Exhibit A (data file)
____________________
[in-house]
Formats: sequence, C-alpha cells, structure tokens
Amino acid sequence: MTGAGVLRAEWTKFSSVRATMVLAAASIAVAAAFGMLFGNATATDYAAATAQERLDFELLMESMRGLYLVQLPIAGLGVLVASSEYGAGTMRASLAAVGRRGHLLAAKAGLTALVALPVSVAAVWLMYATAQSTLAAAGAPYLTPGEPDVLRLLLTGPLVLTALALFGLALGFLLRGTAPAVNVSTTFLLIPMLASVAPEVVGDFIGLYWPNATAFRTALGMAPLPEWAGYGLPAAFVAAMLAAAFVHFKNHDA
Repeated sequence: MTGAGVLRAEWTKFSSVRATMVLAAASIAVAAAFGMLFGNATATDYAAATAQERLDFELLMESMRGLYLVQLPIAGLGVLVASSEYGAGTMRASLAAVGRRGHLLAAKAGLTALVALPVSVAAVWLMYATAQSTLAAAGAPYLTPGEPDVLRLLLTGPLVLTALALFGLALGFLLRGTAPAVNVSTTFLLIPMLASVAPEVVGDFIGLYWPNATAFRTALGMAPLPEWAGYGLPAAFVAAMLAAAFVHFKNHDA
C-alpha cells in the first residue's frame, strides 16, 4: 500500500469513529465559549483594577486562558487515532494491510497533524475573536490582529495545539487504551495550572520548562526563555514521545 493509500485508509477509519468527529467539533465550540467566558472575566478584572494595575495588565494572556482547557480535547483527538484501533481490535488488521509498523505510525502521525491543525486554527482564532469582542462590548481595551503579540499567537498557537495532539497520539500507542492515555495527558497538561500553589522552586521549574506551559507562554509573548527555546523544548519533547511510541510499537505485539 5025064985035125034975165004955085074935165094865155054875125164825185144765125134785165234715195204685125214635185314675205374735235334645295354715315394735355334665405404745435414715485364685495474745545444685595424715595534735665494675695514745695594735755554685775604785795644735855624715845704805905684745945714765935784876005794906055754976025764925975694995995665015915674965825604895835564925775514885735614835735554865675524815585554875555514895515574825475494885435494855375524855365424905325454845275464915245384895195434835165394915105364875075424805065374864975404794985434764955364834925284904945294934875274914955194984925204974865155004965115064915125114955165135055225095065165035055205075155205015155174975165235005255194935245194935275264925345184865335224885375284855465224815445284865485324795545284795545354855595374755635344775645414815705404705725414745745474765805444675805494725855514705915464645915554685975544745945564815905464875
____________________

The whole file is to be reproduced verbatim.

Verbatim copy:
[in-house]
Formats: sequence, C-alpha cells, structure tokens
Amino acid sequence: MTGAGVLRAEWTKFSSVRATMVLAAASIAVAAAFGMLFGNATATDYAAATAQERLDFELLMESMRGLYLVQLPIAGLGVLVASSEYGAGTMRASLAAVGRRGHLLAAKAGLTALVALPVSVAAVWLMYATAQSTLAAAGAPYLTPGEPDVLRLLLTGPLVLTALALFGLALGFLLRGTAPAVNVSTTFLLIPMLASVAPEVVGDFIGLYWPNATAFRTALGMAPLPEWAGYGLPAAFVAAMLAAAFVHFKNHDA
Repeated sequence: MTGAGVLRAEWTKFSSVRATMVLAAASIAVAAAFGMLFGNATATDYAAATAQERLDFELLMESMRGLYLVQLPIAGLGVLVASSEYGAGTMRASLAAVGRRGHLLAAKAGLTALVALPVSVAAVWLMYATAQSTLAAAGAPYLTPGEPDVLRLLLTGPLVLTALALFGLALGFLLRGTAPAVNVSTTFLLIPMLASVAPEVVGDFIGLYWPNATAFRTALGMAPLPEWAGYGLPAAFVAAMLAAAFVHFKNHDA
C-alpha cells in the first residue's frame, strides 16, 4: 500500500469513529465559549483594577486562558487515532494491510497533524475573536490582529495545539487504551495550572520548562526563555514521545 493509500485508509477509519468527529467539533465550540467566558472575566478584572494595575495588565494572556482547557480535547483527538484501533481490535488488521509498523505510525502521525491543525486554527482564532469582542462590548481595551503579540499567537498557537495532539497520539500507542492515555495527558497538561500553589522552586521549574506551559507562554509573548527555546523544548519533547511510541510499537505485539 5025064985035125034975165004955085074935165094865155054875125164825185144765125134785165234715195204685125214635185314675205374735235334645295354715315394735355334665405404745435414715485364685495474745545444685595424715595534735665494675695514745695594735755554685775604785795644735855624715845704805905684745945714765935784876005794906055754976025764925975694995995665015915674965825604895835564925775514885735614835735554865675524815585554875555514895515574825475494885435494855375524855365424905325454845275464915245384895195434835165394915105364875075424805065374864975404794985434764955364834925284904945294934875274914955194984925204974865155004965115064915125114955165135055225095065165035055205075155205015155174975165235005255194935245194935275264925345184865335224885375284855465224815445284865485324795545284795545354855595374755635344775645414815705404705725414745745474765805444675805494725855514705915464645915554685975544745945564815905464875